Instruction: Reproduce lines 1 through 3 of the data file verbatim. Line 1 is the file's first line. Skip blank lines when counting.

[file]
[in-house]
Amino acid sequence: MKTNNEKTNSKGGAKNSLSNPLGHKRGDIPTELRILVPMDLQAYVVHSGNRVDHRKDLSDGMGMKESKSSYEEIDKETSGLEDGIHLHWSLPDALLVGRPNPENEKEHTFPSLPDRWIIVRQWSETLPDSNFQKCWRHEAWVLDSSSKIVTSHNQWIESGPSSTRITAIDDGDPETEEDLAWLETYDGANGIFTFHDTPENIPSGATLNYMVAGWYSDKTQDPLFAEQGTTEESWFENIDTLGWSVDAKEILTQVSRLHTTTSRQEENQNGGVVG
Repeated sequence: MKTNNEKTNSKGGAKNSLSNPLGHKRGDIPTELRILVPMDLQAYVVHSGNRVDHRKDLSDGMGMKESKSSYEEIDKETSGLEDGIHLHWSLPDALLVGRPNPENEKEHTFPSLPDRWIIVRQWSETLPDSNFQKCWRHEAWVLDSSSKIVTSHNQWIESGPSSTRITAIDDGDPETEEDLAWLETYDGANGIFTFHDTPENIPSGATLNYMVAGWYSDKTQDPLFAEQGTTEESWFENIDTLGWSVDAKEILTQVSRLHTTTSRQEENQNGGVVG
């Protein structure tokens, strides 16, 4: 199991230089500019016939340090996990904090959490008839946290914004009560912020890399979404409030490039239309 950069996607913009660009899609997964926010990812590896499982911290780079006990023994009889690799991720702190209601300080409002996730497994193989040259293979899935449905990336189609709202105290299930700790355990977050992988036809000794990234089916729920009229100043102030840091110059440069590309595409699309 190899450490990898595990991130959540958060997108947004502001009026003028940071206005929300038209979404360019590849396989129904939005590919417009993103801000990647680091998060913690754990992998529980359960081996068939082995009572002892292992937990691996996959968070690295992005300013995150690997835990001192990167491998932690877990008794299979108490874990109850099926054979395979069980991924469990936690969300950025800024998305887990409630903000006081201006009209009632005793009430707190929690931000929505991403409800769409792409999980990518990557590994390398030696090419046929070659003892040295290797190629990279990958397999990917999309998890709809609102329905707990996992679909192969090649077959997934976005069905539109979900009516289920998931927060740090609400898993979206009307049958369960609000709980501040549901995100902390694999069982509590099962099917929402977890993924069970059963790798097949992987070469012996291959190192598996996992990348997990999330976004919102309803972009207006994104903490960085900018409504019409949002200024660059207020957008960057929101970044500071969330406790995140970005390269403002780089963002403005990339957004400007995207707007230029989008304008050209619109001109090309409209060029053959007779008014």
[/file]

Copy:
[in-house]
Amino acid sequence: MKTNNEKTNSKGGAKNSLSNPLGHKRGDIPTELRILVPMDLQAYVVHSGNRVDHRKDLSDGMGMKESKSSYEEIDKETSGLEDGIHLHWSLPDALLVGRPNPENEKEHTFPSLPDRWIIVRQWSETLPDSNFQKCWRHEAWVLDSSSKIVTSHNQWIESGPSSTRITAIDDGDPETEEDLAWLETYDGANGIFTFHDTPENIPSGATLNYMVAGWYSDKTQDPLFAEQGTTEESWFENIDTLGWSVDAKEILTQVSRLHTTTSRQEENQNGGVVG
Repeated sequence: MKTNNEKTNSKGGAKNSLSNPLGHKRGDIPTELRILVPMDLQAYVVHSGNRVDHRKDLSDGMGMKESKSSYEEIDKETSGLEDGIHLHWSLPDALLVGRPNPENEKEHTFPSLPDRWIIVRQWSETLPDSNFQKCWRHEAWVLDSSSKIVTSHNQWIESGPSSTRITAIDDGDPETEEDLAWLETYDGANGIFTFHDTPENIPSGATLNYMVAGWYSDKTQDPLFAEQGTTEESWFENIDTLGWSVDAKEILTQVSRLHTTTSRQEENQNGGVVG